San Bernardino County Sheriff’s Aviation Unit conducted a swift water rescue in Yucca Valley, California, on Feb. 2, after an elderly man was discovered trapped in a car stuck in floodwaters.
Video posted by the sheriff’s office captures the scene as an emergency responder extricated the man from his car after a flash flood brought water up the the level of the car’s windows.
A helicopter was called to the scene and a rescuer was lowered via cable to remove the man from the rising waters.
The rescue was the second incident on Yucca Mesa Road in Yucca Valley on Saturday night, according to a fire officials.
Officials said they were responding to a flooded vehicle with three people trapped inside when they received a call that a second car had been pushed into high water after attempting to cross a flooded roadway.
Because rescue resources had been deployed in the first incident, a helicopter was called in to assist in the later rescue amid 40 mile-per-hour winds.
One individual involved in the first flooding incident was found dead, according to officials.
Coast Guard Rescue Swimmer Rappels Down to Check TruckCoast Guard stations from up and down the East Coast sent rescue units to the Carolinas to help with people trapped or endangered by Hurricane Florence.
Coast Guard units have been investigating every abandoned vehicle and every house where there might be people or pets. Anywhere a life might be saved, the Coast Guard has been making an effort to reach.
In the video above, Petty Officer 1st Class Jordon Shevlin from the Atlantic City Coast Guard station is seen checking a truck stricken by swirling flood waters for trapped passengers on Sept. 16.
PO1C Shevlin stepped out of the HH-65 Dolphin rescue helicopter while storm-force winds bucked it around, and lowered himself on a winch to see if there was anybody trapped in the truck.
In this case, the truck was empty, but the dedication of the Coast Guard rescue crew means that they always check for survivors—they see it as their duty.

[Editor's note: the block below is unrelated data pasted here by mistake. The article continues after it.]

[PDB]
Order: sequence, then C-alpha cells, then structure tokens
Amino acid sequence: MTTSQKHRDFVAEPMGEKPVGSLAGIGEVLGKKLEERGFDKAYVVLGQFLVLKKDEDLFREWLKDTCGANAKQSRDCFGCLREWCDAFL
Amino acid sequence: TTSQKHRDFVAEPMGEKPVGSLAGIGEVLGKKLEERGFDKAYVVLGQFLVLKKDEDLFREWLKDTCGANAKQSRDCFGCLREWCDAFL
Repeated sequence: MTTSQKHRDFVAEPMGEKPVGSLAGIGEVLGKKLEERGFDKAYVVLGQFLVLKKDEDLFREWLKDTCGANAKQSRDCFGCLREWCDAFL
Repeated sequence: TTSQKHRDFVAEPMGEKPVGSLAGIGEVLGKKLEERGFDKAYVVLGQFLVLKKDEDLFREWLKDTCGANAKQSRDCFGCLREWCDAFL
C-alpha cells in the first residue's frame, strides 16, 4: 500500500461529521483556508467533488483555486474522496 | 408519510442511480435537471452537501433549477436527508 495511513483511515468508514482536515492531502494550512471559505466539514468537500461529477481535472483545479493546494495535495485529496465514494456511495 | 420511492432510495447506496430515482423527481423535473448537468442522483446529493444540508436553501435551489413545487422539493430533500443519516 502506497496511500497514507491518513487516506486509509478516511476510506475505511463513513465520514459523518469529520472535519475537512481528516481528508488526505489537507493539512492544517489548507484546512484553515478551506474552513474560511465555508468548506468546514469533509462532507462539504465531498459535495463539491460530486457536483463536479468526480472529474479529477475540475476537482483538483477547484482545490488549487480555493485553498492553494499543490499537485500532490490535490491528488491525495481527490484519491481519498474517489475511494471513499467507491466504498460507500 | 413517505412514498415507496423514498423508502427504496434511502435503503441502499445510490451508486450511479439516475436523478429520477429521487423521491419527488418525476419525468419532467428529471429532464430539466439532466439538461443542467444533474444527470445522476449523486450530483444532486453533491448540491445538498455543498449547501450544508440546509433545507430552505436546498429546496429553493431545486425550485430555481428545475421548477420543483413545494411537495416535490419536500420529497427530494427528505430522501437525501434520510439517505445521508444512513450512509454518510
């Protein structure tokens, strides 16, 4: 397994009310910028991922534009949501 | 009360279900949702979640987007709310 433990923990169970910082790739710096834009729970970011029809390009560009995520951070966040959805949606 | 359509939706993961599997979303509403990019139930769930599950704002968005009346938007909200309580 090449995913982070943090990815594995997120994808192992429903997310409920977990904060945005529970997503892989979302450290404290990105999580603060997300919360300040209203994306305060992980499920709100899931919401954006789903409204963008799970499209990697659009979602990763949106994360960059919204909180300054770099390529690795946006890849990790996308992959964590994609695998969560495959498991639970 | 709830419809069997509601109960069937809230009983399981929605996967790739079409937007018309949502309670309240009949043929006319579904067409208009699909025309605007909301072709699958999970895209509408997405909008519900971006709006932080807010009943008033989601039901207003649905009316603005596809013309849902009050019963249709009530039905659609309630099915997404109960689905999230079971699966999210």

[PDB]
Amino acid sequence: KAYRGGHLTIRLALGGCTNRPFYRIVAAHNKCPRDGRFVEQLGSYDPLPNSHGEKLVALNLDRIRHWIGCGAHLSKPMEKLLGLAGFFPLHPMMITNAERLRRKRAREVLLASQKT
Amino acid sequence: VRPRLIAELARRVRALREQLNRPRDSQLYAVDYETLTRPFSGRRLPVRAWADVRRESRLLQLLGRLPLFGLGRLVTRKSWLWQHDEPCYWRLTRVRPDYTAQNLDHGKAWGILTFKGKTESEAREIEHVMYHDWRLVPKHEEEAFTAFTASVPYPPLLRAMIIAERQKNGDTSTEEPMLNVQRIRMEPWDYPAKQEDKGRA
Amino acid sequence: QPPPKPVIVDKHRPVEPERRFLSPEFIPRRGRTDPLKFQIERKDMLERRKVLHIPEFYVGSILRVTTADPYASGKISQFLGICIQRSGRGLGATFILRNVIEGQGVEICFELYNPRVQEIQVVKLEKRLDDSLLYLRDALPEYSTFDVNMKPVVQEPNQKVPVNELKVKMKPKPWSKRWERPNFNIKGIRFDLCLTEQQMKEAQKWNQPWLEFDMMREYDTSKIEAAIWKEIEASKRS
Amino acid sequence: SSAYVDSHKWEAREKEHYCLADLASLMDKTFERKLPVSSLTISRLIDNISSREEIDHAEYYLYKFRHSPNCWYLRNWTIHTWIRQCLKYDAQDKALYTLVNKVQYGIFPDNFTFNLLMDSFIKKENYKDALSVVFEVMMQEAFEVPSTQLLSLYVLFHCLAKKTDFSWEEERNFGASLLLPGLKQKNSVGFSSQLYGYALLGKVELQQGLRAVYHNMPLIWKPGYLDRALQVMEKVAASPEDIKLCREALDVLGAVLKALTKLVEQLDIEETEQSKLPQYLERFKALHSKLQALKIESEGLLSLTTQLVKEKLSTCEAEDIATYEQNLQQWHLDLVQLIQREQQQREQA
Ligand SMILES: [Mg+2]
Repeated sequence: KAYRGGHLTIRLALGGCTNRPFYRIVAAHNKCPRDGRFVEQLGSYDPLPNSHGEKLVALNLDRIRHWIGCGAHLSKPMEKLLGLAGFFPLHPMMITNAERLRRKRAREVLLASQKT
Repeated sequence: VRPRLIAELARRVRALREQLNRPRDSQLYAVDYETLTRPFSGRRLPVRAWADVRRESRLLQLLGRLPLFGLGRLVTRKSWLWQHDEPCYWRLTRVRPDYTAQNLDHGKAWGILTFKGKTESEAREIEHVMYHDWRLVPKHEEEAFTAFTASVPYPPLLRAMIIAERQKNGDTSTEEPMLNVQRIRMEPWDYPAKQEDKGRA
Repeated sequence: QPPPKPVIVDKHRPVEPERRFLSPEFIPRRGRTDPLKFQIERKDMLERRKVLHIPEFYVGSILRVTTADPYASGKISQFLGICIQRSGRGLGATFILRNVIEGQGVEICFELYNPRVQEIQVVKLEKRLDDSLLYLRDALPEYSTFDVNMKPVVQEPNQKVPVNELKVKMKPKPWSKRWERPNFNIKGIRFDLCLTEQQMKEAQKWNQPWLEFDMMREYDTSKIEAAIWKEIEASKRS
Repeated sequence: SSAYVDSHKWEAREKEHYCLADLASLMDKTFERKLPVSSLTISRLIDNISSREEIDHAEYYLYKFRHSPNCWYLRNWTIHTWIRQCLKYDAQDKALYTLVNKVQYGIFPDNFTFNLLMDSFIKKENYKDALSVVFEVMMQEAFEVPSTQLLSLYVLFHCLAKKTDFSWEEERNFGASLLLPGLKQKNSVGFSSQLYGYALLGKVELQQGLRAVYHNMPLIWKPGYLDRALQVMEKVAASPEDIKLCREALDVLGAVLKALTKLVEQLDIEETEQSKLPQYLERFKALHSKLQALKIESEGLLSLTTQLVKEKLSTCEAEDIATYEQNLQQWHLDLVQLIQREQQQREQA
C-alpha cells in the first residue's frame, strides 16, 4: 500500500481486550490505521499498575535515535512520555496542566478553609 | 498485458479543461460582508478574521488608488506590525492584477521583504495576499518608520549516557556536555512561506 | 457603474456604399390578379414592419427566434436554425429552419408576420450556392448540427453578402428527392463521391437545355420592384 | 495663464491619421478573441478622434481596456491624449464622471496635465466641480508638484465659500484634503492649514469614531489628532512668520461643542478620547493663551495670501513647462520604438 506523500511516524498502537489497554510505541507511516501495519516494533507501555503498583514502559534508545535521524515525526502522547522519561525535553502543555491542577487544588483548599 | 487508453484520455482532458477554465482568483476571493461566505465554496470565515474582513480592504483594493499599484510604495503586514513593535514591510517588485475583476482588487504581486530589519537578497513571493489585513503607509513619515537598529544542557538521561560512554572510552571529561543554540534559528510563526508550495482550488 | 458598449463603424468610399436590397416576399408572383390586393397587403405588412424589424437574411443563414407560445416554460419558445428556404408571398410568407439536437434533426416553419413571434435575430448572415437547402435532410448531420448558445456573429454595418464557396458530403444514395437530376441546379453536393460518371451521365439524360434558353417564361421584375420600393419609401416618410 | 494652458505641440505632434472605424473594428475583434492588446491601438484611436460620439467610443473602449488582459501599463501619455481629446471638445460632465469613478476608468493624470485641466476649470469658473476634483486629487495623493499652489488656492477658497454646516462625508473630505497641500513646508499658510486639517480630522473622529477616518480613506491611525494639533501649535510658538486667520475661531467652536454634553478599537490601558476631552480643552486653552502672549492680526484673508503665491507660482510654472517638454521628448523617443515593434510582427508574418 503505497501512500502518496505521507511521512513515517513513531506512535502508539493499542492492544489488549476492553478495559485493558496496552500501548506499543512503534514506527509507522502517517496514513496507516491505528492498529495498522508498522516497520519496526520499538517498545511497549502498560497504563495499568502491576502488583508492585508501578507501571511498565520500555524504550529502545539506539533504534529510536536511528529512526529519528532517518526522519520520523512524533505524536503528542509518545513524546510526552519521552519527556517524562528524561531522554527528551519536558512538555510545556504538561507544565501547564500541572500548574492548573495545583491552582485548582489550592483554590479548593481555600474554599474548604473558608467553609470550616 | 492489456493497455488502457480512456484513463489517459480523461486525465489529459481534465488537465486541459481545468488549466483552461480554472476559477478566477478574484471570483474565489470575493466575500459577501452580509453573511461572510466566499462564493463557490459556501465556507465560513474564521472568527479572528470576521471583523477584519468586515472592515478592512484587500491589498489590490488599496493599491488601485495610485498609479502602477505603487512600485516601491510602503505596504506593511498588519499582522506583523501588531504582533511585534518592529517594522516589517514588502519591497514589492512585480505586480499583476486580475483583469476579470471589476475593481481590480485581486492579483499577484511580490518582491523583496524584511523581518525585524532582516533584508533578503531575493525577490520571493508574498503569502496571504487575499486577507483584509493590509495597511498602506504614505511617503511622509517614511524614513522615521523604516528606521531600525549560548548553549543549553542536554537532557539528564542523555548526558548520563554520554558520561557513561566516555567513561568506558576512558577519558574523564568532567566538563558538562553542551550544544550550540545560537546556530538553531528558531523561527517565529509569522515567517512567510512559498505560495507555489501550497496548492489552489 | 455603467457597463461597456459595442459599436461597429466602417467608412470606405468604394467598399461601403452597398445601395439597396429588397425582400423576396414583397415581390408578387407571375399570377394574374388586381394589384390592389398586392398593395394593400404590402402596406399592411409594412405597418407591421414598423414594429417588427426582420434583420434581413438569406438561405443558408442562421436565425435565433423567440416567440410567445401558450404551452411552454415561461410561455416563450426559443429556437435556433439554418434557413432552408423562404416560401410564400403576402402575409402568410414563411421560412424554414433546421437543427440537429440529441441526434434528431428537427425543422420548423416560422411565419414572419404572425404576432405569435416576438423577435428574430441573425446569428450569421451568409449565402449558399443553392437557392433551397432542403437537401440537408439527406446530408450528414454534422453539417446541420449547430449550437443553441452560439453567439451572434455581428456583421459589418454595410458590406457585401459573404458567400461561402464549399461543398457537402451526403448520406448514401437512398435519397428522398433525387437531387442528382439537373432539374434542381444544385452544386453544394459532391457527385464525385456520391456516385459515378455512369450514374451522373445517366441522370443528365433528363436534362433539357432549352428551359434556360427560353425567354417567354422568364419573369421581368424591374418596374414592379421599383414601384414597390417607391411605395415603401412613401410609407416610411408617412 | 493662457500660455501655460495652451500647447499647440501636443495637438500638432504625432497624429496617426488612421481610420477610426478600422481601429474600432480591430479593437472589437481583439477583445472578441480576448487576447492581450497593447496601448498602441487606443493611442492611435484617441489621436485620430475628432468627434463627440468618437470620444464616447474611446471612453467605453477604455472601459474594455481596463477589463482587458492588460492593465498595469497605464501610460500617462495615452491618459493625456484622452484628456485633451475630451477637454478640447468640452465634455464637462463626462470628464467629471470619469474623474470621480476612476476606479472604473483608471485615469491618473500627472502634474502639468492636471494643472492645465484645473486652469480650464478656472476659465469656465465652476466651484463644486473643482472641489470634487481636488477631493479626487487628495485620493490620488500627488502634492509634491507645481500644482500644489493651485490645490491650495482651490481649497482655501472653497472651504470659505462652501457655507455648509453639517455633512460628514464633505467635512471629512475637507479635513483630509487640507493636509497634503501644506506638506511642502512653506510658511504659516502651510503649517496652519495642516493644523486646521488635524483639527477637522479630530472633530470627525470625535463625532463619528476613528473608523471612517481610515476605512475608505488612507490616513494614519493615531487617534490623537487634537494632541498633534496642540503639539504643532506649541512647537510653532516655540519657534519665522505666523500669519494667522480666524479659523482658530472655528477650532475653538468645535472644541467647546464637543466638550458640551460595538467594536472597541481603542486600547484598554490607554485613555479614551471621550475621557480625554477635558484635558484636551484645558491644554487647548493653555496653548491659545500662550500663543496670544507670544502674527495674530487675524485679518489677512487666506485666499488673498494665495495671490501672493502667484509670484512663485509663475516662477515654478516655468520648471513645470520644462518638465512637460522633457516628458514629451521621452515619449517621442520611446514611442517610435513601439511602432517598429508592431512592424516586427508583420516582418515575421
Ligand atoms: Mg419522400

Every time a storm whips up out in the ocean, the number of unsung heroes that come out and show their courage and care for others is a testament to the good in humanity.
Videos like this show how hard a job it is—and videos like those below show exactly why the Coast Guard and other first responders give so much of themselves repeatedly.
An MH-60T Jayhawk Helicopter crew from #USCG Air Station Clearwater, Florida, evacuated three adults, one child, and two dogs from Rocky Point, North Carolina on Sept. 17. The rescues were trapped by flooding caused by Hurricane Florence, according to the Coast Guard Facebook page.
A total of 26 adults, 11 children, seven dogs and four cats had been evacuated from that same neighborhood by an Air Station Elizabeth City, North Carolina, crew a few hours earlier.
Another crew from Air Station Elizabeth City rescued a man and his dog who were trapped atop a van on Sept. 17. The man and his pet had been driving when flood waters surged over the road, trapping the van. The man and his pet climbed onto the roof of the van and watched the water rise. Before things got perilous, help arrived from above.
In this video, a Coast Guard crew hoisted a woman to safety as the water slowly rose to cover the porch of her home. The lady had been without her medication for several days and was unable to eat or drink. Without the Coast Guard, she probably wouldn’t have survived.
More than just helicopters were deployed to help with the rescues. Boat crews scoured flooded neighborhoods looking for people who hadn’t managed to get out—like this couple from Brunswick County, North Carolina, who were rescued along with their pets.
The Coast Guard crew members also helped rescue pets out of their flooding homes.
The National Guard assisted as well. Maryland’s National Guard sent its Helicopter Aquatic Rescue Team to the Carolinas.